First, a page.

By 1943, England had survived intense German bombing and needed a much-needed victory. Thus was born Operation Chastise, a daring air raid in which a handful of British Lancaster bombers flew into Germany and dropped specially designed bombs on several important dams. Once breached, the dams would flood the valleys below, hopefully causing vast industrial and agricultural damage. The raid was a success, gave the United Kingdom a morale boost, and instantly became a part of British military legend. A successful 1955 movie adaptation, “The Dam Busters,” followed, and the theme from that movie became iconic of the raid itself. It has since become a favorite British military theme, often played during military flyovers.
Harold Jellicoe “Coe” Percival worked on the ground crews serving the Second Bomber Command at the time, and worked on the Dam Busters bombers. He was very proud of that, and made a point of mentioning it to people later in life. He also expressed regret at leaving the Royal Air Force. After the war, in 1945, Percival left England and traveled extensively in Australia, often moving from hotel to hotel, never staying put for long, never starting a family. He was a loner, often living out of his backpack. He eventually did return to England, living on the Fylde coast. At one point later in his life, after he fell and fractured his hip, he moved into the Alistre Lodge Care Home in St. Annes, England in April 2012, where he was known as spirited, independent and likable. On Oct. 25, he died peacefully in his sleep, at the age of 99.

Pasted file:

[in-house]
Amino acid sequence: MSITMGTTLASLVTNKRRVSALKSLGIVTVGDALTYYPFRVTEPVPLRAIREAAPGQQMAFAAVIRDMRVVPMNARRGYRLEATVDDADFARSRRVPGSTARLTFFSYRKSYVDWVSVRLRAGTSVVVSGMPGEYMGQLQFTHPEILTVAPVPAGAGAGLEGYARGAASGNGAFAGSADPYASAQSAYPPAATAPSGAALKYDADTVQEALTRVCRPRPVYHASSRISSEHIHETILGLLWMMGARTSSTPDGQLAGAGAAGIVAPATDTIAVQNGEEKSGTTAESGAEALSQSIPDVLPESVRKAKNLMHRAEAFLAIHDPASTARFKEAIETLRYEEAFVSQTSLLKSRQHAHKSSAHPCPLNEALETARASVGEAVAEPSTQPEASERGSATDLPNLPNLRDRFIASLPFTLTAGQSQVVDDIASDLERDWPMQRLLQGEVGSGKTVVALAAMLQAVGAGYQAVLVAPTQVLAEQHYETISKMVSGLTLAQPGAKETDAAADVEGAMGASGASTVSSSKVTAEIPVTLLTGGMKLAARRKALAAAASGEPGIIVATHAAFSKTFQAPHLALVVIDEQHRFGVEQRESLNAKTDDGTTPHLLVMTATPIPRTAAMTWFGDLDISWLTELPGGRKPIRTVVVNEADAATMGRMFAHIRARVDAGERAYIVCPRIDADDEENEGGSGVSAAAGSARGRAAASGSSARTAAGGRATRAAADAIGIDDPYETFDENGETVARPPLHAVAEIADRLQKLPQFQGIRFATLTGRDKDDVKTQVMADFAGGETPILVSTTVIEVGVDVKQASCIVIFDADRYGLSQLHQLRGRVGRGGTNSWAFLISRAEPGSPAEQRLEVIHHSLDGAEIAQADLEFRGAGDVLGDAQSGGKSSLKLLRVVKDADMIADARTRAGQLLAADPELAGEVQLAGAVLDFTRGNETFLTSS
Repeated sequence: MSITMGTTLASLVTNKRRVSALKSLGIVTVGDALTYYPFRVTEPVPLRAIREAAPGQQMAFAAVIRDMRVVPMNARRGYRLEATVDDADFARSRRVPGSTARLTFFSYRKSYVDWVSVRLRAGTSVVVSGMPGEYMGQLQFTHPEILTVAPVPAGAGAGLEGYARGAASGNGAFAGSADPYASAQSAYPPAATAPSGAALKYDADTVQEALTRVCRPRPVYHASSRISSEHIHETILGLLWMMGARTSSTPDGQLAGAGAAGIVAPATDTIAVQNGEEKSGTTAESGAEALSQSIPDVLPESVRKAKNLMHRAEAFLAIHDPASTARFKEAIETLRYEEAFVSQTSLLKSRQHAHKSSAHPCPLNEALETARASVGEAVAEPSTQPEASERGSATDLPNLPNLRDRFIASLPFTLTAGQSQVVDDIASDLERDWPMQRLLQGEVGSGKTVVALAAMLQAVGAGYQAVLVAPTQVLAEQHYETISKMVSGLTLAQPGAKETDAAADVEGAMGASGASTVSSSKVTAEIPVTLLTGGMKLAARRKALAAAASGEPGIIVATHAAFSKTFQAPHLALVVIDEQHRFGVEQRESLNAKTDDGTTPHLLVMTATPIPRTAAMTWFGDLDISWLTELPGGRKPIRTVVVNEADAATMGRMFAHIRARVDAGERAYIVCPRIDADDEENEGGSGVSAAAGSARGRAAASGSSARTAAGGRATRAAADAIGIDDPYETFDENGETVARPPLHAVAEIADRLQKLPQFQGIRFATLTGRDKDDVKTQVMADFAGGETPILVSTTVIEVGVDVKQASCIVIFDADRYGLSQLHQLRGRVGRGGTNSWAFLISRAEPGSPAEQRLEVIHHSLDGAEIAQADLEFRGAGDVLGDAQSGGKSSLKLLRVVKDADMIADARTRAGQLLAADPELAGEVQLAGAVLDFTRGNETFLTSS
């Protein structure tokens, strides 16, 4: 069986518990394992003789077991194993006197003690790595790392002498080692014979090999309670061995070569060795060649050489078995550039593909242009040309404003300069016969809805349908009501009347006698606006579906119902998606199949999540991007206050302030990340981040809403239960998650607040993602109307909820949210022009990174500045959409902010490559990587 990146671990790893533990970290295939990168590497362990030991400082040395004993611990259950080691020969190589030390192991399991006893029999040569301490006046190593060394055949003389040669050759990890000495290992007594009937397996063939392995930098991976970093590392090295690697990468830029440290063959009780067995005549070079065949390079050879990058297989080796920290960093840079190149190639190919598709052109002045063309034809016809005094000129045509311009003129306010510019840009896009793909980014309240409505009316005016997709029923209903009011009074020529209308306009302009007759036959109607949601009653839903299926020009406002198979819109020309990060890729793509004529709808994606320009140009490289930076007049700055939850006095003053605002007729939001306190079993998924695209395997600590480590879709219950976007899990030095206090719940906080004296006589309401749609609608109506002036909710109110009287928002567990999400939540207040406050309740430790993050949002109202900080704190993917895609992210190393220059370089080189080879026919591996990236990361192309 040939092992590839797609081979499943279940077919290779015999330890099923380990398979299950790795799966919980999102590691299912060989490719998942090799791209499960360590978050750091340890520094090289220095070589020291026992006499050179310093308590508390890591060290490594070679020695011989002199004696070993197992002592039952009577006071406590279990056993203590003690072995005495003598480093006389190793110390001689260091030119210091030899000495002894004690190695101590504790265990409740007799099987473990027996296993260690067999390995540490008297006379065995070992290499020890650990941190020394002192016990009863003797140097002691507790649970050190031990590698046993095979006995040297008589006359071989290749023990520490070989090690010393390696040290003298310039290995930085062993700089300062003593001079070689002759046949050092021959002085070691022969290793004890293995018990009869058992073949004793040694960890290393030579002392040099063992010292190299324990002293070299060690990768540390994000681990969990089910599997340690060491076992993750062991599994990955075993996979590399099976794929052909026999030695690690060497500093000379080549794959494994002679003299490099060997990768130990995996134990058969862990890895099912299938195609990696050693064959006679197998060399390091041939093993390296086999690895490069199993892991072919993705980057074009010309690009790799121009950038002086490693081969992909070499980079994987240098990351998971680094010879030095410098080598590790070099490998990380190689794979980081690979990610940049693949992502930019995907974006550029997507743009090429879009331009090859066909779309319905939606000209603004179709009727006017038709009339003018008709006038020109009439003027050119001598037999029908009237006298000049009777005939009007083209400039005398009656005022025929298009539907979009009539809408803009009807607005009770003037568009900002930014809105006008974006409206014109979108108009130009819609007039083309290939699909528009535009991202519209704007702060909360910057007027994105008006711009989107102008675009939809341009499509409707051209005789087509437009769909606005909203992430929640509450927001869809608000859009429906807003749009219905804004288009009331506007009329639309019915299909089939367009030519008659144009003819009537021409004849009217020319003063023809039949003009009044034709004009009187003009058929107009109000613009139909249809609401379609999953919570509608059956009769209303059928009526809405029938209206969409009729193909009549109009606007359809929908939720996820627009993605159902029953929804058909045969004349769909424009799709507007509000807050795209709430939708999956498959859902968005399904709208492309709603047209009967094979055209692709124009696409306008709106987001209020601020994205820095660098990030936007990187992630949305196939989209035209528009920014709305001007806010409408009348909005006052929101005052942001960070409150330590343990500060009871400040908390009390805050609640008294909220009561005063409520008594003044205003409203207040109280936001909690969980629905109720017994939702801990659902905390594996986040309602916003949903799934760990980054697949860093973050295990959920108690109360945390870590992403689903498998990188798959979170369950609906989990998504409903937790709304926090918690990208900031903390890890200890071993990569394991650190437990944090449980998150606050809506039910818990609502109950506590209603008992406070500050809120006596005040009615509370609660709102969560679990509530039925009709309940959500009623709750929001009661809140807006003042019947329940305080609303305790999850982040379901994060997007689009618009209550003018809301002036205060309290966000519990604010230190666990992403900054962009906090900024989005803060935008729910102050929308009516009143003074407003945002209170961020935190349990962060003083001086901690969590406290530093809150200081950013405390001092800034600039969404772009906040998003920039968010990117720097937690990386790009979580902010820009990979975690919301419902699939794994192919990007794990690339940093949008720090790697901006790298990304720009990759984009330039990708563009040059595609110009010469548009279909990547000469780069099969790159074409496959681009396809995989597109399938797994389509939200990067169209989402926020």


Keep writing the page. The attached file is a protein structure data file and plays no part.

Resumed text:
Percival’s obituary noted that he was a WWII veteran with no family or friends to attend his memorial service. Percival did have a single nephew, David Worsell, who was unable to attend the ceremony. Worsell, who only got to know Percival in his later years and described his uncle as an intensely private man, would send his own son to represent the family. But that would have been it. A single person for one of the Dam Busters.
Thus, the obituary went on to ask anyone in the public to attend. This being the age of social media and viral news, the obit was soon noticed by, among others, Sgt. Rick Clement, a UK serviceman who, in 2010, lost his legs in an explosion in Afghanistan. Clement went to Facebook and asked his network of veteran friends to spread the message.
And spread, it did. By the time of Percival’s funeral — fittingly on Nov. 11, or Armistice Day — more than 300 people showed up to attend Percival’s service at the Lytham Park Crematorium. A good number of these were fellow veterans, there to give one of their own a final salute. Many were perfect strangers, young and old, there to honor a man who had nobody else to mark his passing.
Percival’s funeral ceremony made mainstream media coverage, and became the Internet’s feel-good story of the moment. Video of the ceremony itself shows Percival’s casket draped with the Union Jack. Appropriately, the “Dam Busters” theme plays as the casket enters the chapel. Many of those who came to pay their respects stood outside in the rain during the ceremony, as there was not enough room to accommodate them inside. By then, it did not matter.
Percival himself did not ask for others to remember him. His memorial really was about those he served so long ago, rather than about the man who did the serving. For Percival, the work that most defined him was its own reward, and sometimes, that is enough. That is often lost on today’s more mercenary culture, so often driven by a sense of entitlement and instant gratification. But at the very least, it was not lost on those who gave Percival his farewell, which was richly deserved, indeed.